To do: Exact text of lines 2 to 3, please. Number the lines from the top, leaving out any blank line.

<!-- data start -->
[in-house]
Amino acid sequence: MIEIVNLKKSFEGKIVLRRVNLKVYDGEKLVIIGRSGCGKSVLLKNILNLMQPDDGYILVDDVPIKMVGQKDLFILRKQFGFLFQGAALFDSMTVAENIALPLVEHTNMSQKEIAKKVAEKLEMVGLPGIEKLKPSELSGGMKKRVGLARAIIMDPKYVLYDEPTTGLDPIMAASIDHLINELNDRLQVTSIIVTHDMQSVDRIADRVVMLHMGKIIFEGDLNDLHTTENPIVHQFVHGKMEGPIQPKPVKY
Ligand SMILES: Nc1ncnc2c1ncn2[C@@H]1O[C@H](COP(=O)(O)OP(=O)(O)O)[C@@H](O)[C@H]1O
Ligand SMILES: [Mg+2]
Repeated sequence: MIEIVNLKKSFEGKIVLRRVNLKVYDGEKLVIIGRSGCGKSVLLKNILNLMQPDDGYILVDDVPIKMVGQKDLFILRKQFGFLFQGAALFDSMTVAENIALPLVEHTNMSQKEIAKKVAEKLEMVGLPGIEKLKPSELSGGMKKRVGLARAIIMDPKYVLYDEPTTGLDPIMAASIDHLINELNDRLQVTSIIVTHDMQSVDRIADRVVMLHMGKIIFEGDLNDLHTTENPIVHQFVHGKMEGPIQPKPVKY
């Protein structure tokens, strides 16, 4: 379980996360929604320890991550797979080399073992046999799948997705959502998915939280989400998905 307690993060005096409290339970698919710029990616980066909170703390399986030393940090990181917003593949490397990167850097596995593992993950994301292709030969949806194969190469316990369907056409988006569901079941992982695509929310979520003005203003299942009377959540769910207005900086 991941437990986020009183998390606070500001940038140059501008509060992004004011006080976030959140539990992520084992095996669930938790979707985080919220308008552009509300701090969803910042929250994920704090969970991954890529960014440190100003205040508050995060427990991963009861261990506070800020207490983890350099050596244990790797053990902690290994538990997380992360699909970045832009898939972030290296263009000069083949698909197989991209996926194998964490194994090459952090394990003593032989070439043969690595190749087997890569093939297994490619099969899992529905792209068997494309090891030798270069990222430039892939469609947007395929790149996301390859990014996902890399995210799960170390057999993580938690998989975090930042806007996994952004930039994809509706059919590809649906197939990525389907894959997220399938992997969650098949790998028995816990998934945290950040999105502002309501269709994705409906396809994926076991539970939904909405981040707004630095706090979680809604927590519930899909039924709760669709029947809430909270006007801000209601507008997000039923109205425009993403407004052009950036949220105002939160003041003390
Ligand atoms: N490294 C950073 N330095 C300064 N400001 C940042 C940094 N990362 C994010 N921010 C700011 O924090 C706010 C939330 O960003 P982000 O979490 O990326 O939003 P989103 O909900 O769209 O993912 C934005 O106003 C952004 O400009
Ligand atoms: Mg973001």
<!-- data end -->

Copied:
Amino acid sequence: MIEIVNLKKSFEGKIVLRRVNLKVYDGEKLVIIGRSGCGKSVLLKNILNLMQPDDGYILVDDVPIKMVGQKDLFILRKQFGFLFQGAALFDSMTVAENIALPLVEHTNMSQKEIAKKVAEKLEMVGLPGIEKLKPSELSGGMKKRVGLARAIIMDPKYVLYDEPTTGLDPIMAASIDHLINELNDRLQVTSIIVTHDMQSVDRIADRVVMLHMGKIIFEGDLNDLHTTENPIVHQFVHGKMEGPIQPKPVKY
Ligand SMILES: Nc1ncnc2c1ncn2[C@@H]1O[C@H](COP(=O)(O)OP(=O)(O)O)[C@@H](O)[C@H]1O